The book publishing industry may be shifting tectonically and perhaps irrevocably as we speak, but, as with vinyl, the cover endures as a canonical canvas for graphic design. The follow-worthy Casual Optimist recently brought a series of Gunter Rambow's amazing book-centric posters to our attention. Designed for the S. Fischer Verlag publishing house in the 70's, these graphics exemplify the light touch required to pull off visual self-reference. These book posters tread between clean forms and surrealist art, walking the delicate line of sight gags without crossing into the crap zone.
Magritte would be proud...
It should go without saying that Rambow created these works of art before the advent of Photoshop and its epiphenomenal 'bombardment,' though it's worth noting that the clever visual puns still hold up today.
...as would M.C. Escher.
Rambow was born in 1938 in the postwar communist German Democratic Republic, though he moved west before the construction of the Wall and started his own own studio while still taking classes in graphic art and design. With that in mind, his work (like his life) has often been openly critical and political. Whether in film posters or ad campaigns, he's carried that bluntness without losing visual impact or whimsy. Asked in a rare interview in 1997, "How far to the left do you stand these days?" Rambow responded, "I still stand on my own two feet."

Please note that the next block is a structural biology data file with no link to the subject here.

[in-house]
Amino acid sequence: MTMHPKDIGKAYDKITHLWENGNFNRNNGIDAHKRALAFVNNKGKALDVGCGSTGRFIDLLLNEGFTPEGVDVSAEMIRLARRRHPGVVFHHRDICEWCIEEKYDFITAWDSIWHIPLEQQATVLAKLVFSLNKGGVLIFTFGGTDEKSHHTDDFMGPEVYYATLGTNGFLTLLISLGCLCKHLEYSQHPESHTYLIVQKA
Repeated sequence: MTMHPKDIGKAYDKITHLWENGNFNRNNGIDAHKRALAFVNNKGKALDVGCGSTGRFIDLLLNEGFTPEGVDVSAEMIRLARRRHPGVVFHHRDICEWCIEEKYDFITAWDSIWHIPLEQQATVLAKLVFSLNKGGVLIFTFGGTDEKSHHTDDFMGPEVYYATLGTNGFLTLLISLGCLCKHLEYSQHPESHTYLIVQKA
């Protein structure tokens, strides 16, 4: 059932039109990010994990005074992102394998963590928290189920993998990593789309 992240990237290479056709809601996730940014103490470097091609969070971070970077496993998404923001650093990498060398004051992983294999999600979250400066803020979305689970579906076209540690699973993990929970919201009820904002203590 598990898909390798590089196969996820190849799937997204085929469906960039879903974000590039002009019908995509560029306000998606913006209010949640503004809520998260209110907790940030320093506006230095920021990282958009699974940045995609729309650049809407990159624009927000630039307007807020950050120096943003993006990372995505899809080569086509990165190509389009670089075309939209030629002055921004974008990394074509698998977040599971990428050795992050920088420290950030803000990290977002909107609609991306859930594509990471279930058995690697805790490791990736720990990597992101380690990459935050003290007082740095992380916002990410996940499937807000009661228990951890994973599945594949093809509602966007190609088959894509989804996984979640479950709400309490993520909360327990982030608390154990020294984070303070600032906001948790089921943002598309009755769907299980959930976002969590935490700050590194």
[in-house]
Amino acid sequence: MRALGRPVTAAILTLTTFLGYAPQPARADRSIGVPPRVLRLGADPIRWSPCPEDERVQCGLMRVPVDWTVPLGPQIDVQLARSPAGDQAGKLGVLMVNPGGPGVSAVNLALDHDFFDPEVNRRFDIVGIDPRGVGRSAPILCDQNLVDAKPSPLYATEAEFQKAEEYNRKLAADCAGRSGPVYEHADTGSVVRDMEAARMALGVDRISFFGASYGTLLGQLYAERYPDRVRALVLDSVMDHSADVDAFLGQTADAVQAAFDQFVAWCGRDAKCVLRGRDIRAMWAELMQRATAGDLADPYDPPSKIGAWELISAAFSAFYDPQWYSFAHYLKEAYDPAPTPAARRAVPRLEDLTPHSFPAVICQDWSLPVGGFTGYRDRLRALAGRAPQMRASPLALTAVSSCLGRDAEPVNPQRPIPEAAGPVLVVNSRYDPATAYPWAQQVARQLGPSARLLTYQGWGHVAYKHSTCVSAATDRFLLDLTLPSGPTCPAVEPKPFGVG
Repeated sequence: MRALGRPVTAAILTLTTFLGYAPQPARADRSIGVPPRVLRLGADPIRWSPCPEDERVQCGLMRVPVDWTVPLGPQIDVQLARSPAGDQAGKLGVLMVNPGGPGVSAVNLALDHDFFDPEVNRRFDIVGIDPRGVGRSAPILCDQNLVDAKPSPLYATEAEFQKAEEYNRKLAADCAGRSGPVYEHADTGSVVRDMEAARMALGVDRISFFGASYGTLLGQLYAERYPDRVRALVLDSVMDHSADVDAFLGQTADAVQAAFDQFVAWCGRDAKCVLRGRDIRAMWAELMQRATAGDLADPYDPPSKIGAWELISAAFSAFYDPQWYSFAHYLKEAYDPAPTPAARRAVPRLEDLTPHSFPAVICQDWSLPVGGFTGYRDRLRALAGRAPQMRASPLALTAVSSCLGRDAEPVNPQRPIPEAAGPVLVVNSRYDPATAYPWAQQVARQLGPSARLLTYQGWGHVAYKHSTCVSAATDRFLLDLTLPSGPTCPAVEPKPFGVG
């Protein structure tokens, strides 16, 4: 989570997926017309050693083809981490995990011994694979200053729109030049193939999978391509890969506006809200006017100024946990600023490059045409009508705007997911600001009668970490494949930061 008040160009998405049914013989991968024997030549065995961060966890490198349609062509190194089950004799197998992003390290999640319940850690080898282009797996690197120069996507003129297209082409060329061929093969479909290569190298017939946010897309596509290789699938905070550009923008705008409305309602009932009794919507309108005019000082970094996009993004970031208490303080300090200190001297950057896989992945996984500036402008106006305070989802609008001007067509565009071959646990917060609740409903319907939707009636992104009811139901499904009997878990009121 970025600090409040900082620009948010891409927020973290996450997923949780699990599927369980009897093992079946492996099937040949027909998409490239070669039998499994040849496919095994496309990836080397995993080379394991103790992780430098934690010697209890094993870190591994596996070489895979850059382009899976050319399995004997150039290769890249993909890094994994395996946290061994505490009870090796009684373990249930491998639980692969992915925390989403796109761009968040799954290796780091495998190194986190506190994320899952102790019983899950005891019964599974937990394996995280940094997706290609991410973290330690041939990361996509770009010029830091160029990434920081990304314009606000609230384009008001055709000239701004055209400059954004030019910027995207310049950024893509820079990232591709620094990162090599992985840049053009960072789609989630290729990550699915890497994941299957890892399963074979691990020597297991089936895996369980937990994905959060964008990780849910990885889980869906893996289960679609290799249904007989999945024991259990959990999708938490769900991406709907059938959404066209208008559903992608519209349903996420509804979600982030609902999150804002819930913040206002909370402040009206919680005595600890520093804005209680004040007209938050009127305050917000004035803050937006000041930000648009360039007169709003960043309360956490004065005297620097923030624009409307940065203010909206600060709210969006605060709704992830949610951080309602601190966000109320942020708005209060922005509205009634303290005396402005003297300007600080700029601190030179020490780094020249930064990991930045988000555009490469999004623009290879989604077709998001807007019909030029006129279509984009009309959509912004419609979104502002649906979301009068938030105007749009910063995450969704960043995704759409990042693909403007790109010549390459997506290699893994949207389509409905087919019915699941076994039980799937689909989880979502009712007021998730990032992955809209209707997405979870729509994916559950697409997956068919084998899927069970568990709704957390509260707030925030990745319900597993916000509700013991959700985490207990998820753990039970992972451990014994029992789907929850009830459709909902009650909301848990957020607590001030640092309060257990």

These are not books, don't be fooled.
Of course, his oeuvre comprises a rich variety of work for many clients over the years, and it's easy to get lost in the veritable trove of Rambow's website.
With additional reporting by Ray Hu